As we discover new ways of developing real estate and increasing supply, real estate holders are actively diluted and only maintain their premium due to government enforcement of regulations and perhaps lack of access to capital. 

Real estate is deflationary.

But how can you say that? The price of real estate continues to go up and has done so for years. Yes, I agree the price in fiat terms has grown as every time a new home is purchased or built, new currency units are added to the system through a home loan. 

If every time someone purchases a home, they need to create new monetary units, that means more units are chasing housing inventory that is harder to produce. Then, in turn, the price would increase in that unit of measurement terms.

However, if we look at real estate in bitcoin terms, it’s going down. A home that may have cost 100 Bitcoin a few years ago cost a lot less bitcoin now. It will continue to trend towards needing less bitcoin to purchase a home as bitcoin is more scarce and valued more than real estate. 

Real estate index priced in bitcoin versus fiat (USD) – Source: PricedinBitcoin

So how does bitcoin break the cycle?

Bitcoin will change the nature of real estate forever. Instead of borrowing “money” through new currency creation via a debt contract to purchase a house, individuals will borrow houses by posting Bitcoin as collateral. I know this description sounds a little weird but give me a chance to explain. 

  1. House lenders have inventory. Bitcoin holders need a place to live but don’t want to give up their valuable Bitcoin.
  2. The Bitcoin holder borrows a house by posting Bitcoin as collateral.
  3. The Bitcoin holder pays monthly interest payments to the housing lender.
  4. If the housing lender calls the house and the Bitcoin holder doesn’t give it back, they take the bitcoin collateral.

Since bitcoin is far more valuable in appreciation than a home, the home lender has the security of holding the better asset. The bitcoin holder will not risk defaulting and losing their bitcoin. 

What is the benefit of bitcoin-backed mortgages?

The idea of building a home with equity such as a cash building or cash buying seems crazy now. In some cases, it doesn’t even make financial sense to purchase homes with cash; you could rather acquire a better performing asset and leverage debt to acquire real estate.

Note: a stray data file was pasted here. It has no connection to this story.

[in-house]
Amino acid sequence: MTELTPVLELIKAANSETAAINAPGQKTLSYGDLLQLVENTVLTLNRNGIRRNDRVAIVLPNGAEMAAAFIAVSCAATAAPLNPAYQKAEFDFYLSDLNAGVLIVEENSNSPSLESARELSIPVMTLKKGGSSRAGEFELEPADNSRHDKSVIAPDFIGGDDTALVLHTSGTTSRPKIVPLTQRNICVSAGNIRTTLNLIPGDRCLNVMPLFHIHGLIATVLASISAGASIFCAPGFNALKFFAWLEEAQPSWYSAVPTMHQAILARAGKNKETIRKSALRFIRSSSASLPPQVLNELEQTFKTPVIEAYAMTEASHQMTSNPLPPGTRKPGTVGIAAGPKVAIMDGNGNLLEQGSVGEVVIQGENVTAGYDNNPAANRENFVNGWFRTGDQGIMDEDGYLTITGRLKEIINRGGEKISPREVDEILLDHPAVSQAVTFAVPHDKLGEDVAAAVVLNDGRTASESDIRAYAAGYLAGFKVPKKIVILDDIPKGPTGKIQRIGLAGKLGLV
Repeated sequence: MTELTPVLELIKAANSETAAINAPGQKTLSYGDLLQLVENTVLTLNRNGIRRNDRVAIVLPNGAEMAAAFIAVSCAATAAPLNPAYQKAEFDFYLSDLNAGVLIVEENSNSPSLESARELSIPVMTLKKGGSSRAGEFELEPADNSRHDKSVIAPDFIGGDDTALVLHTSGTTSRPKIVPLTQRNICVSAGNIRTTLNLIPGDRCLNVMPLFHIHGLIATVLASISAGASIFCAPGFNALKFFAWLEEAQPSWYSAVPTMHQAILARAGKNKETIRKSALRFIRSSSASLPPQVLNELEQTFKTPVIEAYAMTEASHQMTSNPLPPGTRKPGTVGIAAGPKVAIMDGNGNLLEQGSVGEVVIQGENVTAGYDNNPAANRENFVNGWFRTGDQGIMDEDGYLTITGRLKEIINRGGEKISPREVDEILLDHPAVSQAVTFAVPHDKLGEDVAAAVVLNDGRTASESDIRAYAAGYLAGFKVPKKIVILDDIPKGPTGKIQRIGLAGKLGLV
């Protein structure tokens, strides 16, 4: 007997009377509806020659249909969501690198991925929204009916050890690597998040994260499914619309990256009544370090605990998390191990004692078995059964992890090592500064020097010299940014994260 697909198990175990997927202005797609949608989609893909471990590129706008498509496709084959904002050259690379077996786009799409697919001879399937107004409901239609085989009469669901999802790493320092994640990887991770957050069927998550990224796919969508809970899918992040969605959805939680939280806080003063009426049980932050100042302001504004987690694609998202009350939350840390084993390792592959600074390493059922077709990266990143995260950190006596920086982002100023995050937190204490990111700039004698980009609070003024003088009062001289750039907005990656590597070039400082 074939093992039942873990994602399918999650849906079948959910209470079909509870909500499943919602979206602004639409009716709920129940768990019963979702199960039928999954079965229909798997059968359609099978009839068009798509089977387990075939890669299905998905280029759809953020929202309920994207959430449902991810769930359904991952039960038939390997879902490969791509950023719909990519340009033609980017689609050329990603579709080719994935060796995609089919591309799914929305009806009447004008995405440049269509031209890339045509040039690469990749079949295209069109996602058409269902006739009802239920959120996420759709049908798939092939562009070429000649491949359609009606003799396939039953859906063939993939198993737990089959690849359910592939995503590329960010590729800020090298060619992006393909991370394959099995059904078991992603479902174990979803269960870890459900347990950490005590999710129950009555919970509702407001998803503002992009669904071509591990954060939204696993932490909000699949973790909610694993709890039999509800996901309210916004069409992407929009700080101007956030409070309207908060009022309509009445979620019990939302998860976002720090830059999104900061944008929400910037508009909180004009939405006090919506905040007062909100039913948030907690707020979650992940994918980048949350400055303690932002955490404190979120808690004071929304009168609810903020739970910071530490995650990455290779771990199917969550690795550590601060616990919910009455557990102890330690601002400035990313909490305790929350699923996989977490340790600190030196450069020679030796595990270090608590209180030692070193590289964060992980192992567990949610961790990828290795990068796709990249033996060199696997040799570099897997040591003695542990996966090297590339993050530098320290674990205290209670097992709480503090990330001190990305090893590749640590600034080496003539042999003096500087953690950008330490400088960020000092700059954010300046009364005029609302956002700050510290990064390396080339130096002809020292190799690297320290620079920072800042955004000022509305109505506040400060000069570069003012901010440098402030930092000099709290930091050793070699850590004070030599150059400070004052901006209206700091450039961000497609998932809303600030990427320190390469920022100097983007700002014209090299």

We assume that debt is how we acquire homes, but this doesn’t have to be the case now that we have bitcoin, a form of collateral that anyone can own, acquire and grow over time. 

By moving to a bitcoin-backed loan, you eliminate the need for long processes and limitations of financial intentions. Since you’re posting the collateral, there is no need for all these calculations and background checks. 

The process to acquire a home should be quicker, cheaper and rely on far fewer intermediaries for one. 

Other benefits to this approach include:

The benefit to property owners

  • In case of default, you get paid in the world’s best monetary asset, Bitcoin. The Bitcoin you receive will be worth more than the house’s value over time.
  • You could earn monthly interest payments in BTC on your property.

The benefit to property borrowers

  • Retain ownership of your Bitcoin since it will retain its value better than the house itself.
  • You are “renting” with the option to buy.
  • You can’t get forced out of your home by a landlord.

Bitcoin is the pin to the real estate bubble.

This is not some pie in the sky idea; we’ve already seen Candian firm LEDN raise $70 million to start work on bitcoin-backed mortgages, and if the theory above is correct, they won’t be the only business following this model. 

Leveraging bitcoin adoption, we flip the entire real estate market upside down. Transitioning from a debt-based monetary system to an equity-based system where Bitcoin is the world’s best collateral will bring massive opportunities.

As people live, work and save in bitcoin terms, they’ll realise the deflationary forces around them, and real estate will be no different. The housing price will continue to drop in bitcoin terms making acquiring a home a reasonable prospect without tying yourself to 30, 40. In some countries like Japan, we’ll even see 100-year mortgages. 

Having your shelter needs met and having the cost of shelter decrease each year will unlock so much human potential and drive even further deflation in other sectors as people are freed from the burden of paying off a home.

Disclaimer: This article should not be taken as, and is not intended to provide any investment advice. It is for educational and entertainment purposes only. As of the time posting, the writers may or may not have holdings in some of the coins or tokens they cover. Please conduct your own thorough research before investing in any cryptocurrency, as all investments contain risk. All opinions expressed in these articles are my own and are in no way a reflection of the opinions of The Bitcoin Manual